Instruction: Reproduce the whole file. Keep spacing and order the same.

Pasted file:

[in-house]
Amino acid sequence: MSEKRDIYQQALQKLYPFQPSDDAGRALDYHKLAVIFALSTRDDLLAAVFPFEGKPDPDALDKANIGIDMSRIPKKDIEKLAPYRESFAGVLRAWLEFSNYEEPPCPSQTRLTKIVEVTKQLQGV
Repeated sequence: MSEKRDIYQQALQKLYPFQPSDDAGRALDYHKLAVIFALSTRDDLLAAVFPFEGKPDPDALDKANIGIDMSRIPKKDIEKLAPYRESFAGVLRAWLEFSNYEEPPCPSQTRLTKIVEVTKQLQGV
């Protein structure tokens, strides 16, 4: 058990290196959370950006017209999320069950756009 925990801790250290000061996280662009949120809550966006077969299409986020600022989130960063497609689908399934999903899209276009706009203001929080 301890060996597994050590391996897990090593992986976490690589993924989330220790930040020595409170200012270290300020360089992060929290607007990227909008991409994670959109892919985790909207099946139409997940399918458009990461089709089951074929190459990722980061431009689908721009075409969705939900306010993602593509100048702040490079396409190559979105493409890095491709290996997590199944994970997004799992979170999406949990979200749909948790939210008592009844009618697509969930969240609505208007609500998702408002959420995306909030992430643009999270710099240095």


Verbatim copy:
[in-house]
Amino acid sequence: MSEKRDIYQQALQKLYPFQPSDDAGRALDYHKLAVIFALSTRDDLLAAVFPFEGKPDPDALDKANIGIDMSRIPKKDIEKLAPYRESFAGVLRAWLEFSNYEEPPCPSQTRLTKIVEVTKQLQGV
Repeated sequence: MSEKRDIYQQALQKLYPFQPSDDAGRALDYHKLAVIFALSTRDDLLAAVFPFEGKPDPDALDKANIGIDMSRIPKKDIEKLAPYRESFAGVLRAWLEFSNYEEPPCPSQTRLTKIVEVTKQLQGV
């Protein structure tokens, strides 16, 4: 058990290196959370950006017209999320069950756009 925990801790250290000061996280662009949120809550966006077969299409986020600022989130960063497609689908399934999903899209276009706009203001929080 301890060996597994050590391996897990090593992986976490690589993924989330220790930040020595409170200012270290300020360089992060929290607007990227909008991409994670959109892919985790909207099946139409997940399918458009990461089709089951074929190459990722980061431009689908721009075409969705939900306010993602593509100048702040490079396409190559979105493409890095491709290996997590199944994970997004799992979170999406949990979200749909948790939210008592009844009618697509969930969240609505208007609500998702408002959420995306909030992430643009999270710099240095």